Course Content (including module information)
All students take five modules: the first provides an introduction to pharmaceutical microbiology including aspects of disinfection and sterilisation with a second module providing an introduction to the principles of physical and analytical chemistry of importance in pharmaceutical systems.
The third module provides a foundation in the essential skills for the practice of pharmacy and an introduction to the development of a pharmaceutical product from concept to clinic, and the roles of the pharmacist in this process.
A chemistry module covers important aspects of organic and bio-organic chemistry including structure determination, chemical reactivity and mechanistic aspects. Finally, a physiology module cover the principles of general physiology and histology as well as an introduction to systematic pathophysiology.
This year provides further development of understanding of basic sciences related to pharmacy and an introduction to some professional aspects of medicines optimisation.
Three modules are studied: one covers the basic principles of drug action and therapeutics and an introduction to the clinical application of therapeutic substances; and a further module is concerned with medicinal substances and deals with analytical methods used to determine the relationships between structure and function of drug molecules. Finally, a double module deals with formulation/dispensing of drug products, drug stability and some industrial manufacturing processes.
Levels 3 and 4
The professional and clinical aspects of the final two years reflect the increasing involvement of pharmacists in medicines optimisation and working with other healthcare professionals.
Level 3 topics include applied pharmaceutical analysis, drug design and delivery, pharmaceutical biotechnology, pharmaceutical legislation, clinical therapeutics, and pharmacy practice.
Level 4 topics include advanced pharmaceutical care, business, government and industry, responding to symptoms and evidence-based medicine. Students also carry out a research project.
Throughout the degree course pharmacy students have the opportunity to work with medical and nursing students to optimise patient care whilst in the classroom, on placement and in simulated environments.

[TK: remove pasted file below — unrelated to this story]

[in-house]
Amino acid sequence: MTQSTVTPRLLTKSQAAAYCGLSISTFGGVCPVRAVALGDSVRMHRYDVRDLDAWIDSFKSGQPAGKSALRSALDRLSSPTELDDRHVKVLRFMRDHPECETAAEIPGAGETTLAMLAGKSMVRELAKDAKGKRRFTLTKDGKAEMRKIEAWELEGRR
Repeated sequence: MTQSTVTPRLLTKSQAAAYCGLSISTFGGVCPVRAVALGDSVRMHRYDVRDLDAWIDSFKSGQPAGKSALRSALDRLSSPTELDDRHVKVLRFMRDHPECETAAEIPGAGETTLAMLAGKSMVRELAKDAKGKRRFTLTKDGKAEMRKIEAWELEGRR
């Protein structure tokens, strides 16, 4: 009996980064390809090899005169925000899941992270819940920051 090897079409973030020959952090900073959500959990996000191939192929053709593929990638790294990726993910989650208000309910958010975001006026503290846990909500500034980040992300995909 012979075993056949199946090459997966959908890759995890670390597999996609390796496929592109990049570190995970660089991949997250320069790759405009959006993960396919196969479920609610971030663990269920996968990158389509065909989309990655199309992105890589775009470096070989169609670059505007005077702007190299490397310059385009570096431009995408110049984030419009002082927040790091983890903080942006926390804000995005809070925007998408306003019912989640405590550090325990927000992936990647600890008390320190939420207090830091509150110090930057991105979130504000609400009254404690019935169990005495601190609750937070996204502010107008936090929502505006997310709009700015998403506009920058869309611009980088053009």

Assessment & Feedback
Assessment (general): The way in which students are assessed will vary according to the Learning objectives of each module. The majority of modules are assessed through a combination of coursework and end of semester examinations. Details of how each module is assessed are shown in the Student Handbook which is provided to all students during their first year induction.
Feedback (general): As students progress through their course at Queen’s they will receive general and specific feedback about their work from a variety of sources including lecturers, module co-ordinators, placement supervisors, personal tutors, advisers of study and peers. University students are expected to take a greater role in reflecting on this and taking the initiative in continuously improving the quality of their work. Feedback may be provided in a variety of forms including:
- Feedback provided via formal written comments and marks relating to work that you, as an individual or as part of a group, have submitted.
- Face to face comment. This may include occasions when you make use of the lecturers’ advertised “office hours” to help you to address a specific query.
- Placement employer comments or references.
- Online or emailed comment.
- General comments or question and answer opportunities at the end of a lecture, seminar or tutorial.
- Pre-submission advice regarding the standards you should aim for and common pitfalls to avoid. In some instances, this may be provided in the form of model answers or exemplars which you can review in your own time.
- Feedback and outcomes from practical classes.
- Comment and guidance provided by staff from specialist support services such as, Careers, Employability and Skills or the Learning Development Service.
Once you have reviewed your feedback, you will be encouraged to identify and implement further improvements to the quality of your work.
Learning and Teaching
The School of Pharmacy at Queen's University Belfast is consistently ranked as one of the top UK Schools of Pharmacy by the Times Good University Guide and we are recognised for our excellence in teaching and our international reputation in research. The School recently achieved an excellent result in the 2008 UK-wide Research Assessment Exercise (RAE) with 95% of its research classified as world-leading, internationally excellent or of international quality. We aim to stay at the forefront of Pharmacy education by continually upgrading our infrastructure and introducing new, exciting initiatives into the MPharm programme.